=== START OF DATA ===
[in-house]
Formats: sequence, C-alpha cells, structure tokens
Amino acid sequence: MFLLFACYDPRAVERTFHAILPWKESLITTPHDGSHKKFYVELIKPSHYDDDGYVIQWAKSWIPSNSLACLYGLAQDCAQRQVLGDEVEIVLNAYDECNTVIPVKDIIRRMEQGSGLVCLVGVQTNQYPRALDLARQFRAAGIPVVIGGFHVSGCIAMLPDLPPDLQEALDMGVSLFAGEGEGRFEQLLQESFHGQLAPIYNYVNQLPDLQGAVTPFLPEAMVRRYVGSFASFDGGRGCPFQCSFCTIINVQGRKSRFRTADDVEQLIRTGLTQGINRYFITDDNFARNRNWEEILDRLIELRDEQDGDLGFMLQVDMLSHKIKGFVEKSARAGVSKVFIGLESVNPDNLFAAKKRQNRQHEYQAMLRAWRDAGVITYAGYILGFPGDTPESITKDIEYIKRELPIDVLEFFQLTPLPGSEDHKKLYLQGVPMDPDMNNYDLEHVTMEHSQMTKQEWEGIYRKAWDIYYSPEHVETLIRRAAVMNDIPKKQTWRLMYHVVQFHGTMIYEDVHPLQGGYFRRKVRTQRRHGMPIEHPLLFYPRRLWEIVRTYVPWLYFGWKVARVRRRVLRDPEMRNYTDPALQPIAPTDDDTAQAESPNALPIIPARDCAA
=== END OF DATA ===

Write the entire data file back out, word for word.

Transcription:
[in-house]
Formats: sequence, C-alpha cells, structure tokens
Amino acid sequence: MFLLFACYDPRAVERTFHAILPWKESLITTPHDGSHKKFYVELIKPSHYDDDGYVIQWAKSWIPSNSLACLYGLAQDCAQRQVLGDEVEIVLNAYDECNTVIPVKDIIRRMEQGSGLVCLVGVQTNQYPRALDLARQFRAAGIPVVIGGFHVSGCIAMLPDLPPDLQEALDMGVSLFAGEGEGRFEQLLQESFHGQLAPIYNYVNQLPDLQGAVTPFLPEAMVRRYVGSFASFDGGRGCPFQCSFCTIINVQGRKSRFRTADDVEQLIRTGLTQGINRYFITDDNFARNRNWEEILDRLIELRDEQDGDLGFMLQVDMLSHKIKGFVEKSARAGVSKVFIGLESVNPDNLFAAKKRQNRQHEYQAMLRAWRDAGVITYAGYILGFPGDTPESITKDIEYIKRELPIDVLEFFQLTPLPGSEDHKKLYLQGVPMDPDMNNYDLEHVTMEHSQMTKQEWEGIYRKAWDIYYSPEHVETLIRRAAVMNDIPKKQTWRLMYHVVQFHGTMIYEDVHPLQGGYFRRKVRTQRRHGMPIEHPLLFYPRRLWEIVRTYVPWLYFGWKVARVRRRVLRDPEMRNYTDPALQPIAPTDDDTAQAESPNALPIIPARDCAA